Many people feel that information security is out of their hands, especially those in non-technical roles. However, most malicious agents count on this and will attempt to use you to carry out their bidding! There is actually quite a bit that can be done on your end to help keep an environment safe, and below are some tips to keep in mind.
- Keep anti-virus/malware programs up-to-date.
- If your anti-virus/malware programs are asking to be updated, do so as soon as possible. New vulnerabilities are found every day, and the best way to ensure protection is to be up-to-date!
- Ensure regular scans are being run on your machine.
- Some programs will monitor in real-time, meaning that threats are intercepted as they hit your machine, but some need to be started manually. If you have questions about this, contact your IT support and they can help make sure your system is being scanned regularly.
- Do not ignore warnings from your anti-virus/malware programs.
- If a website or file trips a sensor, there is probably a reason! If in doubt, ask an IT support member.
- Be wary of email attachments from unknown senders.
- Even something that seems legitimate such as an invoice or an order form can actually execute malicious code in your system.
- Most email applications and services have a ”blacklisting” feature. Should you find yourself receiving several strange emails with odd attachments, consult your IT staff for assistance blocking these messages.
- Be wary of emails from unknown recipients, especially those that ask probing questions about your organization or someone’s role with the company.
- Many scammers will attempt to come off as a vendor trying to glean information that could lead to a compromise. These people are usually very good at what they do and will come off as having polite conversation.
- This doesn’t even have to be limited to emails. Social engineers will use multiple outlets to glean information, such as social media, phone calls, and even in-person visits to your company site.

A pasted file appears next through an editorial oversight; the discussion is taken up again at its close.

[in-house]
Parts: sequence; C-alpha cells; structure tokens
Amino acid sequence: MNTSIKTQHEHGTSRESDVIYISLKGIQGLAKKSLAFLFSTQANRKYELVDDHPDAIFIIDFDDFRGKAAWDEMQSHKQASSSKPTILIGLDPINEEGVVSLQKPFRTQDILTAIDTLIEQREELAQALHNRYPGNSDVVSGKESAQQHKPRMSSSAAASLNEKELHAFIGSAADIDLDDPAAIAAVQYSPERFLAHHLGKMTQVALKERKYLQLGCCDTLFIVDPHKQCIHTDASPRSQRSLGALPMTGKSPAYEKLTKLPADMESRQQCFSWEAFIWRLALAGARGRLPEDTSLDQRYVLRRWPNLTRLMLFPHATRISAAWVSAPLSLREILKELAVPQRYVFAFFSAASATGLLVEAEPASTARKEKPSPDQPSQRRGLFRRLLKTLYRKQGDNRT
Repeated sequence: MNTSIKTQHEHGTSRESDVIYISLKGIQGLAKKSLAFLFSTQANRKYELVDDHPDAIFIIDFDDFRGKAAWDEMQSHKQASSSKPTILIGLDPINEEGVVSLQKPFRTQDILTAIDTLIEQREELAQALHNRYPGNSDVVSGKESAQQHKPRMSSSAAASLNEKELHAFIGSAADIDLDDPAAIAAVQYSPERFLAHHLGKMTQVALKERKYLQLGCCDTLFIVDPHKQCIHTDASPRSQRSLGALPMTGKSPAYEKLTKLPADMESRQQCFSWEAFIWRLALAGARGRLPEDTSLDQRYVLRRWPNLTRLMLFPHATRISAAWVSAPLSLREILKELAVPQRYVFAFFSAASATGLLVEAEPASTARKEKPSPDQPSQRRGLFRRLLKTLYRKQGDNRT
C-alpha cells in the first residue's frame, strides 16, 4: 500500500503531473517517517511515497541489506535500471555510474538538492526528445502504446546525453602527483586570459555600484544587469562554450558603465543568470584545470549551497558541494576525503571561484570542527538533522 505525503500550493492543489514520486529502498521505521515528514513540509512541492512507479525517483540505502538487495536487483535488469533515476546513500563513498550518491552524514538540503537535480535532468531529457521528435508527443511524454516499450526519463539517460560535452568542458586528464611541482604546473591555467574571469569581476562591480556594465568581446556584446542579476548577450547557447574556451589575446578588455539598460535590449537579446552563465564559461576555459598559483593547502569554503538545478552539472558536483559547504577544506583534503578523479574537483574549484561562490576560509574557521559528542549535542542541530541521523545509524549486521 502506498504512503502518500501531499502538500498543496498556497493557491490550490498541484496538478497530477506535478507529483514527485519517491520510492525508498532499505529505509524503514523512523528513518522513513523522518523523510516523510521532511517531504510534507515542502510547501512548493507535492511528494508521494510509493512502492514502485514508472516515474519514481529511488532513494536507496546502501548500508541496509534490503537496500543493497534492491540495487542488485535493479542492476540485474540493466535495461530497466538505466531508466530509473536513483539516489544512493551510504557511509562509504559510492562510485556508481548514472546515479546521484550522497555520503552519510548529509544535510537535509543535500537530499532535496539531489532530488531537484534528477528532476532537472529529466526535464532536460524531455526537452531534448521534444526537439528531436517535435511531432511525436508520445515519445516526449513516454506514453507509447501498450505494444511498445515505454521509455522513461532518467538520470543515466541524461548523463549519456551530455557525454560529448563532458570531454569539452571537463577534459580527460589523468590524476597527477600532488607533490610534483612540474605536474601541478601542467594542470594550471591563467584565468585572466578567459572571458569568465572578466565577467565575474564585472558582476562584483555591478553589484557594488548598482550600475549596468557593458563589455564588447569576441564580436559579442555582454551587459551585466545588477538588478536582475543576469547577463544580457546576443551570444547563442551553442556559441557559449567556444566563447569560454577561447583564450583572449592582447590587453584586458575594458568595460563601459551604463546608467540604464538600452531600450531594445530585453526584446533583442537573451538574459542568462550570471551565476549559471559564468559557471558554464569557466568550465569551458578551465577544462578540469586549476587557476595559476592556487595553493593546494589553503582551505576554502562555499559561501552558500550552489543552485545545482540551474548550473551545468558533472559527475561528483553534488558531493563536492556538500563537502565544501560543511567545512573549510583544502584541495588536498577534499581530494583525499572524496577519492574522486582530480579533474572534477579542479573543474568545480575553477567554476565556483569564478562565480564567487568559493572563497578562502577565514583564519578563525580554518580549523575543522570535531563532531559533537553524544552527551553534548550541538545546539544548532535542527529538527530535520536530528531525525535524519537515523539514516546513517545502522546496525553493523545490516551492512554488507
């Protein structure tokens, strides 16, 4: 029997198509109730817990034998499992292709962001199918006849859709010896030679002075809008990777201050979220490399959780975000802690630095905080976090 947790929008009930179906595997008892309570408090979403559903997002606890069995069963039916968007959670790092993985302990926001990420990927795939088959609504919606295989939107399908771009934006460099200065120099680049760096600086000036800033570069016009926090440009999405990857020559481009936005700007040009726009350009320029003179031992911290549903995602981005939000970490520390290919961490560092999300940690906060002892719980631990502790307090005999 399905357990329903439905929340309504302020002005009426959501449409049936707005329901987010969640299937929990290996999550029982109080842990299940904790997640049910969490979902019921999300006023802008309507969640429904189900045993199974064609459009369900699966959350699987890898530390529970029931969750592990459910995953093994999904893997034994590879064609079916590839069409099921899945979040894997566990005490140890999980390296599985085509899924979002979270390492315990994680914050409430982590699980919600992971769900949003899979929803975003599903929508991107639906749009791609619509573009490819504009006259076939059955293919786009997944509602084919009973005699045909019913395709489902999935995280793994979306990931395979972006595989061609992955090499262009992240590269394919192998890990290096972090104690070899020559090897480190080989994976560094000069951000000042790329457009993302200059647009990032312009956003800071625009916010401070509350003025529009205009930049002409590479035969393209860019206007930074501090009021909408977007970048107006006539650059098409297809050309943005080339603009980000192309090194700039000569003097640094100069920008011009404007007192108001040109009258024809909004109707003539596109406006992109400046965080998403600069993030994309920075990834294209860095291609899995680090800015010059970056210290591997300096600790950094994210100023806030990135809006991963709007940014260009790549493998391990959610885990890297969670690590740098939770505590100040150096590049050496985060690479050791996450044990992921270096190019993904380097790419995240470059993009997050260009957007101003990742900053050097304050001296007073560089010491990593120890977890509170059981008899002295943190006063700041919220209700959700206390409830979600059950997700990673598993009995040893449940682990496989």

- Examples include false on-site technicians, fake LinkedIn/Facebook groups, and phone calls from bogus financial institutions.
- Watch out for your personal email as well. Recruiters are notorious for blowing up our inboxes these days, and social engineers know this!
- Remember, if someone is supposed to be contacting you or coming to your job site, someone else is probably aware. Consult management or the IT staff should you be faced with a questionable situation. Most legitimate vendors will understand the need for you to vet them in this day and age.
- Do not install unauthorized applications within your work environment.
- If it is not needed for your job functions, it’s best not to take the risk. This goes for any add-ons and plug-ins as well. If in doubt, consult with a supervisor or the IT staff.
- Even if you’ve installed said application before, remember that there are many bogus versions of popular software that have been repackaged to include malicious code.
- Browsing to questionable websites is another great way to compromise your system.
- Aside from being against the code of conduct for many companies, sites that advertise adult content or free downloads of any type often contain misleading links that install harmful software.
- Some sites can even execute a download just by visiting them without any actual input from the user.
Remember, the best offense is a good defense. If in doubt, use good judgement and consult with someone in-the-know!
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